RUMFORD — Selectmen voted unanimously at Thursday night’s meeting to put seven of nine tax-acquired properties out to bid.

Even though Rumford doesn’t want to get into the real estate business, according to Town Manager Carlo Puiia, two multi-family buildings on Waldo Street were retained until selectmen figure out whether to have them restored or destroyed.

These are at 426 and 438 Waldo St. and currently closed to use due to safety concerns and building code shortcomings, Puiia said on Friday afternoon.

“We need to consider the best plan for them,” he added.

Landlord Jim Barnett suggested during Thursday’s meeting that the city “tear down the vacant buildings so they can’t be started up again.”

“There are 30 empty buildings out there, and I think we should put these buildings in the ground,” he said.

Selectman Mark Belanger argued against holding onto the two Waldo Street properties.

“I don’t think they’re worthy,” he said. “The whole point of this is to clean out undesirable properties.”

Puiia also stressed that the town will be held liable should anything adverse happen on the properties while the town owns the buildings.

He also asked that before starting the bidding process on the seven properties, all taxes due the town, interest and any outstanding utilities’ fees should be worked into the minimum bid.

Selectman Greg Buccina suggested that Puiia include town lawyer Thomas Carey in the process to ensure that everything is done legally.

Properties going out to bid are:

• A two-family duplex at 688 Prospect Ave.

• A single-family house at 158 Route 232.

• A half duplex in the Brick Park neighborhood at 24 Erchles St.

• A landlocked lot of 0.14 acres on Kennebec Street.

• The 0.1-acre lot next to 107 York St. Puiia said a building on this lot was demolished last year.

• A 0.08-acre lot at 92 Maine Ave. A building there was also torn down last year.

• A 0.12-acre lot in the Virginia neighborhood at 515 Virgin St. Fire claimed the building on that parcel, Puiia said.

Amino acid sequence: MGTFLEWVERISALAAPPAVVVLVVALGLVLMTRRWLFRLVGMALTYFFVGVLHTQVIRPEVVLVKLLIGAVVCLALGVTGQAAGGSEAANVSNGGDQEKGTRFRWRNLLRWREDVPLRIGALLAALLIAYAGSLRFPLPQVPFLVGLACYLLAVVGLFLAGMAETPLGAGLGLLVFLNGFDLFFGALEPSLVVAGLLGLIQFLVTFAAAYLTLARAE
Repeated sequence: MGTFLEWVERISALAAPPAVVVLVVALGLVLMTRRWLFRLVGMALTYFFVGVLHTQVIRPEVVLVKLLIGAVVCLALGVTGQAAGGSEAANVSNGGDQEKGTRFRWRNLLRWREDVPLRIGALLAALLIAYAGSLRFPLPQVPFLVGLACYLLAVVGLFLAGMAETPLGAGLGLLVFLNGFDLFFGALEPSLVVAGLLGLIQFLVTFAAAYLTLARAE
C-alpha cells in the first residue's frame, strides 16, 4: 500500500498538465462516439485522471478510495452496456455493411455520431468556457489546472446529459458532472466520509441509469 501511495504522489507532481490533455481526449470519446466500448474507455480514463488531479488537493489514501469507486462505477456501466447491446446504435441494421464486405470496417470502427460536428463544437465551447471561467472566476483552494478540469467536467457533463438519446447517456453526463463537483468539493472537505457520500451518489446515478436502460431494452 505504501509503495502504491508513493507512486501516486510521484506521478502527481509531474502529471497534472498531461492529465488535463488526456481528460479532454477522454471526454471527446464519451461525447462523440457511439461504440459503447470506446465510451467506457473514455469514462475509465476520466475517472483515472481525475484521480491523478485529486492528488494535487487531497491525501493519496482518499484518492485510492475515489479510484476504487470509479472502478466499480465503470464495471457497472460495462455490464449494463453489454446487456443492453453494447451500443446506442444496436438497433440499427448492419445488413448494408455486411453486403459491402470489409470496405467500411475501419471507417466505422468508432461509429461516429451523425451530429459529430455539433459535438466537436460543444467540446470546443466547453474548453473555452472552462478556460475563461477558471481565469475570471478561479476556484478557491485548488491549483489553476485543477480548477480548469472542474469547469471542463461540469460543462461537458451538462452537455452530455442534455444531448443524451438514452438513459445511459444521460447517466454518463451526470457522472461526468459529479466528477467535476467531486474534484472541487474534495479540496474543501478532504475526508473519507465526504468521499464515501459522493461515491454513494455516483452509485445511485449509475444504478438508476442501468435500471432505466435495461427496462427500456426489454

After the unanimous vote to put the seven properties out to bid, Chairman Brad Adley said, “I’ve been waiting to do that for two years.”

“Minimum bids will be determined next week,” Puiia said on Friday afternoon at the town office.

In other business, a list will be compiled of all other buildings deemed deteriorated or closed and empty.

Once that is done, Puiia said owners of these properties will be advised of Rumford’s new ordinance pertaining to unoccupied and abandoned buildings.

The ordinance considers any building unoccupied if if isn’t used for residential or commercial purposes, or is not undergoing active construction or renovation, for 120 continuous days or more, Puiia said.

It also states that any unoccupied commercial structure or residential building of three units or more can be designated as abandoned after 12 months of continued lack of use, repair or occupancy.

Owners of buildings declared abandoned by selectmen will be given 30 days to present a management plan to the town manager.

The ordinance additionally states that should the property owner fail to present a management plan or should selectmen declare the plan inadequate, the board will order the code enforcement officer to inspect the building. 

The CEO must determine if abandoned or unoccupied buildings are considered a public nuisance or blight under Maine law, has a history of neighborhood disruption or illegal activity caused by unauthorized use.

If so, Puiia said, selectmen can then seek to remove, renovate or restore such buildings.

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Rumford selectmen decided at Thursday night’s board meeting to retain this tax-acquired and deteriorated multi-family building at 426 Waldo St. until officials decide whether to demolish or restore it.

This deteriorated multi-family building at 438 Waldo St., Rumford, got a reprieve from being put out to bid at Thursday night’s Board of Selectmen meeting. Selectmen decided to retain ownership of the tax-acquired structure until they can decide whether to have it demolished to sold to be restored.


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